Risk Analysis in Project Management

project risk analysis

In project management, risk analysis is conducted to screen the risks and uncertainties that may affect the project and its components. This is done in the early stages of a project; usually after an initial feasibility study process. The primary reason for analyzing project risks at this stage is to prevent them from becoming significant at a later stage.

In this article, we look at how to perform risk analysis in project management. We will take into consideration risks that may affect a project and its components; those that may financially impact the project and those that may cause delays in the completion of a project. We will also consider which risks can be managed effectively.

What is a Risk?

In the context of a project, a risk is represented by one or more potential negative events which an individual or organization seeks to avoid – at all costs – to achieve their intended objectives. It is therefore important that these potential negative events are identified as well as their impact on the overall project.

In project management, a risk is described as a combination of the following elements:

Risk = Potential Negative Event + Impact + Probability of Occurrence

The probability of risk occurrence ranges from 0% to 100%. It is important to note that risk probabilities are not fixed and can change at any time throughout the project life-cycle.

Factors that affect the probability of occurrence include:

  • The experience and skills of the project team
  • The complexity of the task
  • The existence of similar tasks in the past
  • Change control procedures
  • External variables

Risks that are analyzed, recorded and monitored for changes in probability are known as ‘active’ risks; those that are not are ‘inactive’ risks.

Remember, a risk is an event with an uncertain outcome. In most cases, the degree or extent that a given risk affects a project varies from one project to another. This is where risk analysis comes into play.

What is Risk Analysis in Project Management?

Risk analysis in project management refers to an important aspect of the feasibility study wherein various risks and uncertainties are identified in order to evaluate them, rank them in terms of priority and identify the areas where they are most likely to occur.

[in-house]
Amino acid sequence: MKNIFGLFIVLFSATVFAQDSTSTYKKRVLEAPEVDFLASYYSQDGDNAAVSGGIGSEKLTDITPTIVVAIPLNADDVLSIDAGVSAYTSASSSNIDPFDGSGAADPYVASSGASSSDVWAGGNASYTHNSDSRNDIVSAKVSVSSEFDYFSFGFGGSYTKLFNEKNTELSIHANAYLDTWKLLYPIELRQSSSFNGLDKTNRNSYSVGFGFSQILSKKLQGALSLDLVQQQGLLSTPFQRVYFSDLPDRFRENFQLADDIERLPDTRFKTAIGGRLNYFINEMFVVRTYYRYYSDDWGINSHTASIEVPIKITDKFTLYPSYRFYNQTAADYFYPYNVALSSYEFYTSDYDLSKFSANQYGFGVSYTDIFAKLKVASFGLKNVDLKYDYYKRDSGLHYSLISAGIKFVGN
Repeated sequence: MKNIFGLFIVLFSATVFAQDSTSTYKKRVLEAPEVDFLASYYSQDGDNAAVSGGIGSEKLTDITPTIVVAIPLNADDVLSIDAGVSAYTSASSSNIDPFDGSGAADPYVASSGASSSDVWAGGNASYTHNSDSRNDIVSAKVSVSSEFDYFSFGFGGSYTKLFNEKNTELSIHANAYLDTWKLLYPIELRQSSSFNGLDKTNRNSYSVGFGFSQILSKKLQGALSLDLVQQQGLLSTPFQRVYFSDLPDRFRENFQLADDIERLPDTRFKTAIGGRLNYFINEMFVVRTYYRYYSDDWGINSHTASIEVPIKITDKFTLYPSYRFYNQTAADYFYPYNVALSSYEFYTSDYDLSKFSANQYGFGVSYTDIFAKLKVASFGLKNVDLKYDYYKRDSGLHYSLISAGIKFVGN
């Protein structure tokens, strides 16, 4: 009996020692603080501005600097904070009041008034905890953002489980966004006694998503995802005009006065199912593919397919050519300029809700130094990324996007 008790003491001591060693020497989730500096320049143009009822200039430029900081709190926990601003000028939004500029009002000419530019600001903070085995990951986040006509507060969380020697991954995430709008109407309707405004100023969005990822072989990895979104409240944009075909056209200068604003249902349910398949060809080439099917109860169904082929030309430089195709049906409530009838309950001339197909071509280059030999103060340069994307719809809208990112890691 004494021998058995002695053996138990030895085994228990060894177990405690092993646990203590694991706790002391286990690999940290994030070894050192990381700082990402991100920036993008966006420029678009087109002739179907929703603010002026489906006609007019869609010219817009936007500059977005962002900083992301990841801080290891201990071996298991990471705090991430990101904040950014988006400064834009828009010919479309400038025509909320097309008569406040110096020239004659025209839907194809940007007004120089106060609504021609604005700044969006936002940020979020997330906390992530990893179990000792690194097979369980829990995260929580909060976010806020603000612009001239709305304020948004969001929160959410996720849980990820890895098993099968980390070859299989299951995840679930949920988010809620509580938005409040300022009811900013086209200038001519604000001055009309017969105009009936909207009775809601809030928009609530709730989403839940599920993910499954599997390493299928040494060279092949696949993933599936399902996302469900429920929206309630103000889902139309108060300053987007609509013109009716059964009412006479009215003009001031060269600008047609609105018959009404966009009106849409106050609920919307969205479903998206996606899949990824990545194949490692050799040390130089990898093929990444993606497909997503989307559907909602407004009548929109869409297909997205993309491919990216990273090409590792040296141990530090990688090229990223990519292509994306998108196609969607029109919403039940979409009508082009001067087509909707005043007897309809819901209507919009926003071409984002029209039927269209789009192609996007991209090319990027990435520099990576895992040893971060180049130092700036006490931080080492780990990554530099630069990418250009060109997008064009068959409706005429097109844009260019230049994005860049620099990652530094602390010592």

Risk Analysis is a series of activities to quantify the impact of uncertainty on a project. These activities are risk identification, probability assessment, and impact estimation. Risk analysis creates the foundation for running the risk management process throughout the project lifecycle.

There are three types of risk analysis in project management as follows below:

  1. Qualitative Risk Analysis. It is a subjective analysis by the project team where risks are identified and assessed based on their probability of occurrence. The risk analysis table lists the risks in terms of their probability of occurrence, impact and its control strategies.
  2. Quantitative Risk Analysis. It is an objective analysis wherein risks are classified according to their probability of occurrence, using the standard deviation to determine its level. This technique is useful for determining the impact of risk events to project objectives and for identifying the possible courses of action and methods for controlling and mitigating risks.
    PERT.
  3. Technical Risk Analysis. it is a dynamic analysis that requires the project manager to use various tools and techniques in order to identify, rank and evaluate risks. For example, the Delphi method requires the project manager to present the risks to a group of experts in the field and ask them to rate or rank each risk in terms of its probability.

Risk Analysis Management

The goal of risk analysis management is to identify and estimate the value of potential threats and then choose what approaches to apply to respond to identified risks. Risk analysis management consists of three coherent activities: 1) Identify threats, 2) Assess probability of their occurrence, and 3) Estimate their impact on the project in terms of working hours.